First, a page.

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Radiat Res. 2011 Nov;176(5):624-35. Epub 2011 Aug 22.

Rapid loss of bone mass and strength in mice after abdominal irradiation.

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  • 1Department of Radiation Oncology, University of Arkansas for Medical Sciences, Little Rock, Arkansas 72205, USA.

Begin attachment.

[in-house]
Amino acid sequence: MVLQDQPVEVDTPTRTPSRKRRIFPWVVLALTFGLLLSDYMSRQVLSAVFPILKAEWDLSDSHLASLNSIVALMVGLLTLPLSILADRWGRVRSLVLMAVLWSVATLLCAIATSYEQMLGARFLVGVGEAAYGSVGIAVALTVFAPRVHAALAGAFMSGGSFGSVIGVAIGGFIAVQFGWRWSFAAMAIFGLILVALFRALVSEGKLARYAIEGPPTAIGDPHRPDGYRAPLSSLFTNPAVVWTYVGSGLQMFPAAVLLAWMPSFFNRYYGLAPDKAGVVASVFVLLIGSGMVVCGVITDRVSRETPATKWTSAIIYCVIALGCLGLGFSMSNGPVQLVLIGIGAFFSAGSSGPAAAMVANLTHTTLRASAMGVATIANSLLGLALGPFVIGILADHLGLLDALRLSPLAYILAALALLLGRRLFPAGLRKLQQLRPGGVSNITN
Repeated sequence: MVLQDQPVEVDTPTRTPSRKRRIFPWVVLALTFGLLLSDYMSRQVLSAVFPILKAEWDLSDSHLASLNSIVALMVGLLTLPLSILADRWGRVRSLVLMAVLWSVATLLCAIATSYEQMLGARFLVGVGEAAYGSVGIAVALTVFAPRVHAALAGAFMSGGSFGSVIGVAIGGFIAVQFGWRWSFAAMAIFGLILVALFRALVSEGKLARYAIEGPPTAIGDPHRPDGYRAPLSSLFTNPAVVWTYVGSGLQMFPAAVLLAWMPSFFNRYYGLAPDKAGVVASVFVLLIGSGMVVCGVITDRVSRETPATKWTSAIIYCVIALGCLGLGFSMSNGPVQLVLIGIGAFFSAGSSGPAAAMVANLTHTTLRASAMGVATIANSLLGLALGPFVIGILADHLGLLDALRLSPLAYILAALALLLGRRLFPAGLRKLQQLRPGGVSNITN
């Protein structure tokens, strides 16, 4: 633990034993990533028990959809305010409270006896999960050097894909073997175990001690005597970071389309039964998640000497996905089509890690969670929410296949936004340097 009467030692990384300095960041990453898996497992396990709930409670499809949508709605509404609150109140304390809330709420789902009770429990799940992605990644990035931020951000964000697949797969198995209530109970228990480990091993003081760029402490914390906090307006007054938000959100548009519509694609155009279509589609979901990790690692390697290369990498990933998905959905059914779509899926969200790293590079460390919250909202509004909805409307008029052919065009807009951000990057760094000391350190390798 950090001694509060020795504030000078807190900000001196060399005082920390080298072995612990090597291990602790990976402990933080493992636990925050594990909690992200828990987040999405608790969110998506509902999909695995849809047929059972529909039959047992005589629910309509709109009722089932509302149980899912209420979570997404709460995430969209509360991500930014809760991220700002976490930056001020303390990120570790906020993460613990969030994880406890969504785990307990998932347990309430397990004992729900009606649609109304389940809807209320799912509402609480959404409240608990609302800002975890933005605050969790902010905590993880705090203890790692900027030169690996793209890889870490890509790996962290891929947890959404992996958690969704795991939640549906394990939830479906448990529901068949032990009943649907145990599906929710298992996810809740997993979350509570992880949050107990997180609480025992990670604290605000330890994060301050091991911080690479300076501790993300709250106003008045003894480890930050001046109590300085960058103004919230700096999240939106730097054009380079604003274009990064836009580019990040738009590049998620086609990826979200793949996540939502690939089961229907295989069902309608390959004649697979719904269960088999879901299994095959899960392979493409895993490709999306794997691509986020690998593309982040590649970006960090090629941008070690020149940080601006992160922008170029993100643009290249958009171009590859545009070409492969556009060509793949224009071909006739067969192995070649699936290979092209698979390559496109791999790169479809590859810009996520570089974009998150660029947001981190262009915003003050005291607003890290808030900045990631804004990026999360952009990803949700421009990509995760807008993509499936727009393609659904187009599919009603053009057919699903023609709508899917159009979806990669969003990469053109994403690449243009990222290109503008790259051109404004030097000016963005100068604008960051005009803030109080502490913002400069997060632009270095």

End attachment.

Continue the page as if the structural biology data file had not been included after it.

Localized irradiation is a common treatment modality for malignancies in the pelvic-abdominal cavity. We report here on the changes in bone mass and strength in mice 7-14 days after abdominal irradiation. Male C57BL/6 mice of 10-12 weeks of age were given a single-dose (0, 5, 10, 15 or 20 Gy) or fractionated (3 Gy × 2 per day × 7.5 days) X rays to the abdomen and monitored daily for up to 14 days. A decrease in the serum bone formation marker and ex vivo osteoblast differentiation was detected 7 days after a single dose of radiation, with little change in the serum bone resorption marker and ex vivo osteoclast formation. A single dose of radiation elicited a loss of bone mineral density (BMD) within 14 days of irradiation. The BMD loss was up to 4.1% in the whole skeleton, 7.3% in tibia, and 7.7% in the femur. Fractionated abdominal irradiation induced similar extents of BMD loss 10 days after the last fraction: 6.2% in the whole skeleton, 5.1% in tibia, and 13.8% in the femur. The loss of BMD was dependent on radiation dose and was more profound in the trabecula-rich regions of the long bones. Moreover, BMD loss in the total skeleton and the femurs progressed with time. Peak load and stiffness in the mid-shaft tibia from irradiated mice were 11.2-14.2% and 11.5-25.0% lower, respectively, than sham controls tested 7 days after a single-dose abdominal irradiation. Our data demonstrate that abdominal irradiation induces a rapid loss of BMD in the mouse skeleton. These effects are bone type- and region-specific but are independent of radiation fractionation. The radiation-induced abscopal damage to the skeleton is manifested by the deterioration of biomechanical properties of the affected bone.

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